Deaf Children's ASL Vocabulary and ASL Syntax Knowledge Supports English Knowledge

Robert Hoffmeister, Jon Henner, Catherine Caldwell-Harris, Rama Novogrodsky

Research output: Contribution to journalArticlepeer-review


The current study contributes empirical data to our understanding of how knowledge of American Sign Language (ASL) syntax aids reading print English for deaf children who are bilingual and bimodal in ASL and English print. The first analysis, a conceptual replication of Hoffmeister (2000), showed that performance on the American Sign Language Assessment Instrument correlated with the Sanford Achievement Test - Reading Comprehension (SAT-RC) and the Rhode Island Test of Language Structures (RITLS, Engen & Engen, 1983). The second analysis was a quantile regression using ASL assessments to predict English print abilities. Different ASL skills were important for English reading comprehension (SAT-RC) versus understanding English syntax (RITLS); the relationship between ASL skills and English print performance also varied for students at different English print ability levels. Strikingly, knowledge of ASL syntax was robustly correlated with knowledge of English syntax at all ability levels. Our findings provide novel and strong evidence for the impact of ASL on the development of English literacy.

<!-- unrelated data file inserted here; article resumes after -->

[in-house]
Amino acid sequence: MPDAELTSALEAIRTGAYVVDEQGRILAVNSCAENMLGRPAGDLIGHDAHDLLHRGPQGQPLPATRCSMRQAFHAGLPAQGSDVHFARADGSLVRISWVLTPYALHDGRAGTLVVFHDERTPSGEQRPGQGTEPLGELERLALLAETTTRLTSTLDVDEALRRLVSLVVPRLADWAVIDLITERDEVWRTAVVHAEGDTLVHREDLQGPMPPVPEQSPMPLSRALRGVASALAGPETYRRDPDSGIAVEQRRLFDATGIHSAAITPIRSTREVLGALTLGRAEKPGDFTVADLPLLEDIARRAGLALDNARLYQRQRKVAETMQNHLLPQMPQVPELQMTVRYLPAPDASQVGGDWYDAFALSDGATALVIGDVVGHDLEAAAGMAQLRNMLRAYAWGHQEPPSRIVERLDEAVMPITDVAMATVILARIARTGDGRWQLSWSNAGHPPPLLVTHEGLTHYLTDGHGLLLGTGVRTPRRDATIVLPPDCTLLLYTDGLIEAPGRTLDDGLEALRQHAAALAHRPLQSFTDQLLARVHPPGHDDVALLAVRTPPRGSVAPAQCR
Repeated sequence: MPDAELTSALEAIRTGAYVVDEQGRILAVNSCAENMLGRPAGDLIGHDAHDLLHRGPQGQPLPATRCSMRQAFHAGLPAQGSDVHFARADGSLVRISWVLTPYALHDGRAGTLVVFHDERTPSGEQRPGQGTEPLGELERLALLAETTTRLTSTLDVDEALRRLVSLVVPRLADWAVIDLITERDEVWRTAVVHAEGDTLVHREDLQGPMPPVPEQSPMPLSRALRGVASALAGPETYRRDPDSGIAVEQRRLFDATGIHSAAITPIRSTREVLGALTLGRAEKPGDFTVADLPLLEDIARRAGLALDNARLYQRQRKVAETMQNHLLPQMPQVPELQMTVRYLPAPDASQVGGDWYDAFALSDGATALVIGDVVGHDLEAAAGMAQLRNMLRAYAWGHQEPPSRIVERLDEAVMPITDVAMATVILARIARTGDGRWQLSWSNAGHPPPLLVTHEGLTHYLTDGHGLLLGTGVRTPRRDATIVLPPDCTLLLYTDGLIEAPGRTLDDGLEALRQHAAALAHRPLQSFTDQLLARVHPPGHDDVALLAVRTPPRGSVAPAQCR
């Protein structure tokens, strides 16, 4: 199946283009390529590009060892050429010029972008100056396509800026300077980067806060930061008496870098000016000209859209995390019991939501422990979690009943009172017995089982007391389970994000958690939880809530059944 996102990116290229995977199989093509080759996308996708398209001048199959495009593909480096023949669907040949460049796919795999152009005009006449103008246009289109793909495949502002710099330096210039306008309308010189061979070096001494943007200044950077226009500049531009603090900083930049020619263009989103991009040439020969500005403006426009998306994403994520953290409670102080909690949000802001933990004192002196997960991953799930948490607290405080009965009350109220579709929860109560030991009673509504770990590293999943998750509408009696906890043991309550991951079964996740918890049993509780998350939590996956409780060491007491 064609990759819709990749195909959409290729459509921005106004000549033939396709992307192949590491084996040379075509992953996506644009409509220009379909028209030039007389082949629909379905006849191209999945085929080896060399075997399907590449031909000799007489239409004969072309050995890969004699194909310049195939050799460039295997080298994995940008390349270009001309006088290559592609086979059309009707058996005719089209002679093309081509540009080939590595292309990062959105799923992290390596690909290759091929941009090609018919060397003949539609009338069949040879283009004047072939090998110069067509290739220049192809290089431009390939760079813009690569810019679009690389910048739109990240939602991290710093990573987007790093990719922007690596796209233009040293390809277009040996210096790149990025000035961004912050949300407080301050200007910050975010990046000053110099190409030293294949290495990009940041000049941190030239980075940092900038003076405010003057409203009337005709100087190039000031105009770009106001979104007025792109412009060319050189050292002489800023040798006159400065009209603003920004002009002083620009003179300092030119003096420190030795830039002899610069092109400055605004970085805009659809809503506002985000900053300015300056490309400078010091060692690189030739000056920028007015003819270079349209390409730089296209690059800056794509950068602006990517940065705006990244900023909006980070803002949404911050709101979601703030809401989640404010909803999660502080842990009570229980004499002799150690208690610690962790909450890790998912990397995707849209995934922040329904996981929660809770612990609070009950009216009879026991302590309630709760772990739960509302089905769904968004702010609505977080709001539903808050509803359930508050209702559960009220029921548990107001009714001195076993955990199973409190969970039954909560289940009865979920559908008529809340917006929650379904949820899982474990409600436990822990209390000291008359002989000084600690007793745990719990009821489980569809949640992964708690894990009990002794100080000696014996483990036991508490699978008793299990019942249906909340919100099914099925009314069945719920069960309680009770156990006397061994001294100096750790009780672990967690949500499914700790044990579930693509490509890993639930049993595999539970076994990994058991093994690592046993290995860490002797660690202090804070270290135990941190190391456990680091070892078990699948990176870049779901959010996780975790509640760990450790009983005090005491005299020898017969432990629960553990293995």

Original languageEnglish
Pages (from-to)37-47
Number of pages11
JournalJournal of Deaf Studies and Deaf Education
Issue number1
StatePublished - 16 Dec 2021

Bibliographical note

Publisher Copyright:
© 2021 Published by Oxford University Press.

ASJC Scopus subject areas

  • General Medicine


Dive into the research topics of 'Deaf Children's ASL Vocabulary and ASL Syntax Knowledge Supports English Knowledge'. Together they form a unique fingerprint.

Cite this